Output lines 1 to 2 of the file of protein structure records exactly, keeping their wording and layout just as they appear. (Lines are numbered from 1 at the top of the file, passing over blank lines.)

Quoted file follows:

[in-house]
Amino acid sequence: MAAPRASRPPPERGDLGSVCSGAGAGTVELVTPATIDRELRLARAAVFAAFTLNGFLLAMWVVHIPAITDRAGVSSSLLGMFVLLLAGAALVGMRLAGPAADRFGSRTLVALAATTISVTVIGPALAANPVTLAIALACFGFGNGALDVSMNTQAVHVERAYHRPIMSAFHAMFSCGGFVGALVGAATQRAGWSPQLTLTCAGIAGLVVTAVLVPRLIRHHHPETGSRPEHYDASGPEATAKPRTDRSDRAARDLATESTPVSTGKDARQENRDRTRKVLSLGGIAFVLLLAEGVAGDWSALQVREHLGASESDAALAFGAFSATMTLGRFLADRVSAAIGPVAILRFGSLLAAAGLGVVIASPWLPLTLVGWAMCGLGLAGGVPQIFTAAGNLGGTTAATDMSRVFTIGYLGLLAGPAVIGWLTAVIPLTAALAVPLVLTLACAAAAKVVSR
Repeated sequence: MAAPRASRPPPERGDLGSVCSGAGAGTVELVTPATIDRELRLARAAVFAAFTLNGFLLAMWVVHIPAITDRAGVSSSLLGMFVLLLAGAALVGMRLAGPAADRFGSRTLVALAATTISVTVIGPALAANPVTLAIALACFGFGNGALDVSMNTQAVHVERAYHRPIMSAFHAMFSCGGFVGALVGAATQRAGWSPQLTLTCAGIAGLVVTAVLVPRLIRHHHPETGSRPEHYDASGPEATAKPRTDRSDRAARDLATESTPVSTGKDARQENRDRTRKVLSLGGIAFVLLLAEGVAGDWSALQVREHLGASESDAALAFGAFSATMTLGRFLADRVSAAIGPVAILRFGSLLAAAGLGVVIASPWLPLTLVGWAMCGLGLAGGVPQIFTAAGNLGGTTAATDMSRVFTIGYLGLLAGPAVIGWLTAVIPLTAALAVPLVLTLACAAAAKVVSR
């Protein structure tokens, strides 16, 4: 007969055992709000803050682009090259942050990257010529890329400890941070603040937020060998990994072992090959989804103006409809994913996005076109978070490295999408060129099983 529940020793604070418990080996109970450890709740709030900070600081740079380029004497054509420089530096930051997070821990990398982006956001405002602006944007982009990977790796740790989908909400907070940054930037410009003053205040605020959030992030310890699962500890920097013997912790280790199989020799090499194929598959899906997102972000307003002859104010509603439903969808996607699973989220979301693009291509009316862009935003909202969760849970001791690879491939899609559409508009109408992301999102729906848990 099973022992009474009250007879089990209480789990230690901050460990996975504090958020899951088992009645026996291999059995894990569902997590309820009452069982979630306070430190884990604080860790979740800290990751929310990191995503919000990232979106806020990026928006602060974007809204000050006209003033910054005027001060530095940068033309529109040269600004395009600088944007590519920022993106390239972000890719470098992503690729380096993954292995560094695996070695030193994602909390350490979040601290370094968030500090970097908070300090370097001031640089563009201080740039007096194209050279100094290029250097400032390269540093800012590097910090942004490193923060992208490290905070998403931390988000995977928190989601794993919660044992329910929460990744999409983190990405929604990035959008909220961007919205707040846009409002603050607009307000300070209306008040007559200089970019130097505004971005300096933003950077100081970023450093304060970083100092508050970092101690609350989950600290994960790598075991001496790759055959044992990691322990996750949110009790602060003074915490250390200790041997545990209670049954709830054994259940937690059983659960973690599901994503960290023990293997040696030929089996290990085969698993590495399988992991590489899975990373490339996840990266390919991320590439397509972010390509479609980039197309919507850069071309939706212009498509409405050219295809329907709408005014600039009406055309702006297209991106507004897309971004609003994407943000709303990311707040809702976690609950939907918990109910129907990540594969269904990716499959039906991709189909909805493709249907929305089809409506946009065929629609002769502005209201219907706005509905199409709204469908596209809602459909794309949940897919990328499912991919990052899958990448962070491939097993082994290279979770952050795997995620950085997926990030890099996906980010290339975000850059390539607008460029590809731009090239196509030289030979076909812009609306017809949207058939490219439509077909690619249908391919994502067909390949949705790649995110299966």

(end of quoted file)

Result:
[in-house]
Amino acid sequence: MAAPRASRPPPERGDLGSVCSGAGAGTVELVTPATIDRELRLARAAVFAAFTLNGFLLAMWVVHIPAITDRAGVSSSLLGMFVLLLAGAALVGMRLAGPAADRFGSRTLVALAATTISVTVIGPALAANPVTLAIALACFGFGNGALDVSMNTQAVHVERAYHRPIMSAFHAMFSCGGFVGALVGAATQRAGWSPQLTLTCAGIAGLVVTAVLVPRLIRHHHPETGSRPEHYDASGPEATAKPRTDRSDRAARDLATESTPVSTGKDARQENRDRTRKVLSLGGIAFVLLLAEGVAGDWSALQVREHLGASESDAALAFGAFSATMTLGRFLADRVSAAIGPVAILRFGSLLAAAGLGVVIASPWLPLTLVGWAMCGLGLAGGVPQIFTAAGNLGGTTAATDMSRVFTIGYLGLLAGPAVIGWLTAVIPLTAALAVPLVLTLACAAAAKVVSR